As co-founder to Germany's electroacoustic ensemble Brandt Brauer Frick, it wouldn't be surprising that pioneering whizz Daniel Brant's latest offering is highly intricate. His jittering debut solo release, Eternal Something, is both the antithesis to and introverted take on clubland dance music.
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Actual good album alert. German composer Daniel Brandt had an idea - a totally ridiculous one - that he was going to make an album using only cymbals. Luckily he changed his mind and instead uses all kinds on instruments to make 'Eternal Something'. It's brilliant - right from the very get go when 'Chaparral Mesa' uses a two note pulsing bass motif as a bedrock for electronics and found sounds to go haywire. Eventually it bursts out of it's shell with some skittering drums and feedback loops. It's something like Can circa 'Future Days being conducted by Steve Reich and Philip Glass. What Brandt has arrived at is a very rhythmic form of composition that relies on subtle changes of note and tone underneath endlessly skipping beats. On 'FSG' these are joined by beautiful horn work that add a kind of Tortoise/Chicago clever people feel to proceedings.
Brabndt is endlessly inventive veering from the almost acidy squelches of 'The White of the Eye' to the gorgeous repeating motif's of 'Turn Over' which combines a descending post rock influences series of guitars with stretched brass work reminding me perhaps of some of Jim O' Rourke's work on Gastr Del Sol's 'Camofleur'.
'Eternal Something' is one of those albums -like Barnaby Carter's annoyingly sold out 'While It Still Blooms' earlier this year that perfectly combines the experimental with the listenable. You can marvel at the precisely played beats and rhythmic dexterity but Brandt is going to go one better with a lovely heart wrenching tune too. It often aims for the place I'd imagine To Rococo Rot were hoping to get where krauty instrumentals were welded to techno influenced electronics and glitchy mayhem. Yet Brandt's music is always warm and organic. He keeps the warmth in.
This is a stunning effort.
3/10 Alex Customer review, 28th March 2017
Actual bobbins alert. German composer Daniel Brandt had an idea - a preposterous one, but the kind of thing that people hand over cold hard cash for when pressed into round pieces of plastic, in spite of there being little evidence that anyone actually enjoys it - that he was going to make an album that sounded like a drunk Stomp attempting millenial armchair techno.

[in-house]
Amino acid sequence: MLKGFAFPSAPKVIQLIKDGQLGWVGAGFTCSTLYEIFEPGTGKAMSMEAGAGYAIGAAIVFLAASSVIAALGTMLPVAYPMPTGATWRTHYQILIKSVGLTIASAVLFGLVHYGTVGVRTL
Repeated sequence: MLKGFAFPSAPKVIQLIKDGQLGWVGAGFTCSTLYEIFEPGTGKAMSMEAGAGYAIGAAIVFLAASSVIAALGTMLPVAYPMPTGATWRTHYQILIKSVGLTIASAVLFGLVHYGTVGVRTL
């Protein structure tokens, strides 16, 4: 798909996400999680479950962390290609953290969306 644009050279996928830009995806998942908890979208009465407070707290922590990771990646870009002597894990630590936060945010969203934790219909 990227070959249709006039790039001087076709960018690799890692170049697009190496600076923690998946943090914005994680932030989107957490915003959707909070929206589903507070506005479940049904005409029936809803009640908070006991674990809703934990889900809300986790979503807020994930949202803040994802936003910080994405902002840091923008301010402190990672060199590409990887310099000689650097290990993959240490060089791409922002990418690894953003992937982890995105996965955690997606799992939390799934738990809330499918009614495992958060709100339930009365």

Straight out of the gate we have 'Chaparral Mesa' a piece that tumbles over itself to literally no pleasurable conclusion, with all the makings of what would be a Nils Frahm SHREDS! video, did it not have the cachet of of being attached to perennially yawnworthy yuppie wallpaper label Erased Tapes. The Barbican Techno theme continues into 'FSG', in which you can practically smell the carrot cake and matcha tea being nursed by the crowd of arts adminstrators who still haven't got over that Haçienda Classical night at the Royal Albert Hall.
'The White of The Eye' starts with an easily anthropomorphisisable syncopated acid line, a sockpuppet of a which I liked to imagine says: "oh-what-is-ab-out-to-ha-ppen" over and over - and then the answer - some coldplay piano, farting, whirring, clicking and more fucking Stomp-ing. Onto track 5, I find myself - as a fan of David Pajo, Bundy K Brown, et al, unoffended by 'Turn Over', though am unmoved by the experience and unlikely to return to it, being as it is - a sliver of sweet pickle sandwiched between a lot of mouldy bread.
Running out of steam I note the next track has 'Kale' in the title, which sounds about right - Nutribullet electronica a la Four Tet - a little something for grown ups to housechore to. In the final suite of three, we get something Balearic, something Matthew Herbert and something Post-Rocky. I like the post-rocky bits the best. But I'm not clearly not sold on Eternal Something, am I? Perhaps Daniel Brandt should have made that cymbal record after all.
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